The hungry months: Why fresh produce trade matters to the UK

The peak “hungry months” are now, that is February to April, when stored autumn harvests of carrots, onions and the like have been used up and it’ll be May before fresh produce harvesting begins again.

Other than a few late raspberries in November, no fruit can be harvested if grown outside between November and April; see this Royal Horticultural Society (RHS) Fruit Production Chart.

The table below*  lists the vegetables that can be grown outside here:

This is why:

  • Fresh produce food trade is vital to the UK.
    We depend on imports for so much of fruit and veg during these winter months.
  • Investment in technologies to extend the growing season is so important, ranging from designing and maintaining microclimates, to the development of new breeds of crops than can better withstand our weather conditions.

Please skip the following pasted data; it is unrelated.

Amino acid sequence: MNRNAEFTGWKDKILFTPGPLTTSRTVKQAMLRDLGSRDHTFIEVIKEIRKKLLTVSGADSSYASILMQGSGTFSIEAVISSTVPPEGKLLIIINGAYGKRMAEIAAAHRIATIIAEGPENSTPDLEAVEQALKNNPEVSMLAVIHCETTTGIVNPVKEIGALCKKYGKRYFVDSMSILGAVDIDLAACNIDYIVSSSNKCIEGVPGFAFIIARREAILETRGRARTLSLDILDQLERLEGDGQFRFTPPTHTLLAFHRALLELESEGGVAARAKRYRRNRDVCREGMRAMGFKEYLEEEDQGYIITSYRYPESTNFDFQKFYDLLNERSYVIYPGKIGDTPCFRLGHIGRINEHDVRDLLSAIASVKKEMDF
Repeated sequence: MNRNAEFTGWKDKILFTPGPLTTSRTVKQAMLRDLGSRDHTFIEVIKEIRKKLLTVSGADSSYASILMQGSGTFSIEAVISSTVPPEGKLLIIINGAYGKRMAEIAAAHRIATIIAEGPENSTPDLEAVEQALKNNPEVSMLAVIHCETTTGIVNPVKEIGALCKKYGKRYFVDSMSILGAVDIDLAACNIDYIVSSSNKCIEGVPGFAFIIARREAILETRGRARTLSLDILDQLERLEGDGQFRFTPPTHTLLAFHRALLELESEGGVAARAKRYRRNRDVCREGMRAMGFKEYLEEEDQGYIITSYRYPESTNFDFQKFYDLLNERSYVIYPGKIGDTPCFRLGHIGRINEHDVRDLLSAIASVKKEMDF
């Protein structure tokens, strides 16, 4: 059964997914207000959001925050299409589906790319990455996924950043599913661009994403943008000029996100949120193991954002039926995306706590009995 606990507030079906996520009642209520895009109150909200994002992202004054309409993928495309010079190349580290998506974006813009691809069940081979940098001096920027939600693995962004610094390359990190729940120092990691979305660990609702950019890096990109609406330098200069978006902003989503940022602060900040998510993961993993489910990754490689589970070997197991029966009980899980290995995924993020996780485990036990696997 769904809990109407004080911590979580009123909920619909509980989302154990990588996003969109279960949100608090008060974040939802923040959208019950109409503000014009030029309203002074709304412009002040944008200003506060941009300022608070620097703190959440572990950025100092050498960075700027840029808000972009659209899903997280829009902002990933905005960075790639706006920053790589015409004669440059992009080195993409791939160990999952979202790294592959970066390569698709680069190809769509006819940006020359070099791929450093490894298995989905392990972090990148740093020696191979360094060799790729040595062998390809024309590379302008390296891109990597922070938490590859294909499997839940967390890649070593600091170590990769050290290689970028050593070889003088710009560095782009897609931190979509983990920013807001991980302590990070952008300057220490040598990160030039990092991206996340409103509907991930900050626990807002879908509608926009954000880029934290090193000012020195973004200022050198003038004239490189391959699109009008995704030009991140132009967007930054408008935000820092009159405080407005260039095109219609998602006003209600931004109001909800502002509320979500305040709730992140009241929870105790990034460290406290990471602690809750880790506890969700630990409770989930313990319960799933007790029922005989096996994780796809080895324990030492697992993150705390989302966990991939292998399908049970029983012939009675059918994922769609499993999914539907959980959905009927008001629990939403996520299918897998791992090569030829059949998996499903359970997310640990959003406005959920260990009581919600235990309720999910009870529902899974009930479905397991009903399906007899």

And all this is in the context of rapidly changing weather patterns, increasingly scarce agri-resources of land, soils and water, plus the sudden upheaval in our trading relationships because of the Brexit the UK Government has negotiated.

British exports to the EU, and Northern Ireland (because of the Protocol in operation) are inevitably hitting tariff and non-tariff barriers. Of different but significant concern are imports into the UK which currently are being allowed in without any barriers or inspections. This is not only an open invitation to criminals, but also creates price differentials disadvantageous to UK agri-producers.

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*I’ve gleaned this info from various sources. As I’m not a gardener, I may have missed produce, or got things wrong a tad — let me know, and I’ll gladly make amendments.

 

 

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The Birmingham Food Council is a Community Interest Company registered in England and Wales number 8931789